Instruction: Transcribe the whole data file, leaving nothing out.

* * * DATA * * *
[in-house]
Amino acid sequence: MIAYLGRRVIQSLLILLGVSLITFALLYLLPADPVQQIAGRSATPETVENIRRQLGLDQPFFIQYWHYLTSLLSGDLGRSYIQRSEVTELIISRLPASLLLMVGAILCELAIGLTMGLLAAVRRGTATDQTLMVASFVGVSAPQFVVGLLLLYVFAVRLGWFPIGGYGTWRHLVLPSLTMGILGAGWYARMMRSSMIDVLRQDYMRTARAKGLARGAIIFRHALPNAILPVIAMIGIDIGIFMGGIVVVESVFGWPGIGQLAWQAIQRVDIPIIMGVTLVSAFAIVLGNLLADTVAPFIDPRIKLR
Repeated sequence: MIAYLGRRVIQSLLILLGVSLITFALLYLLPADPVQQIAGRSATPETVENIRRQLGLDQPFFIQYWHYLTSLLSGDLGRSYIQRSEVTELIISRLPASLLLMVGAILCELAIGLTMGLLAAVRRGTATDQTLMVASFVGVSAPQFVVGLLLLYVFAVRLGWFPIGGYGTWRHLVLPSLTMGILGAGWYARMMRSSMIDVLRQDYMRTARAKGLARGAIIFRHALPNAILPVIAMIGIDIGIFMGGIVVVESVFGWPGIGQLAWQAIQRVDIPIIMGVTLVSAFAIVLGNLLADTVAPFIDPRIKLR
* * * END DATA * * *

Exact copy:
[in-house]
Amino acid sequence: MIAYLGRRVIQSLLILLGVSLITFALLYLLPADPVQQIAGRSATPETVENIRRQLGLDQPFFIQYWHYLTSLLSGDLGRSYIQRSEVTELIISRLPASLLLMVGAILCELAIGLTMGLLAAVRRGTATDQTLMVASFVGVSAPQFVVGLLLLYVFAVRLGWFPIGGYGTWRHLVLPSLTMGILGAGWYARMMRSSMIDVLRQDYMRTARAKGLARGAIIFRHALPNAILPVIAMIGIDIGIFMGGIVVVESVFGWPGIGQLAWQAIQRVDIPIIMGVTLVSAFAIVLGNLLADTVAPFIDPRIKLR
Repeated sequence: MIAYLGRRVIQSLLILLGVSLITFALLYLLPADPVQQIAGRSATPETVENIRRQLGLDQPFFIQYWHYLTSLLSGDLGRSYIQRSEVTELIISRLPASLLLMVGAILCELAIGLTMGLLAAVRRGTATDQTLMVASFVGVSAPQFVVGLLLLYVFAVRLGWFPIGGYGTWRHLVLPSLTMGILGAGWYARMMRSSMIDVLRQDYMRTARAKGLARGAIIFRHALPNAILPVIAMIGIDIGIFMGGIVVVESVFGWPGIGQLAWQAIQRVDIPIIMGVTLVSAFAIVLGNLLADTVAPFIDPRIKLR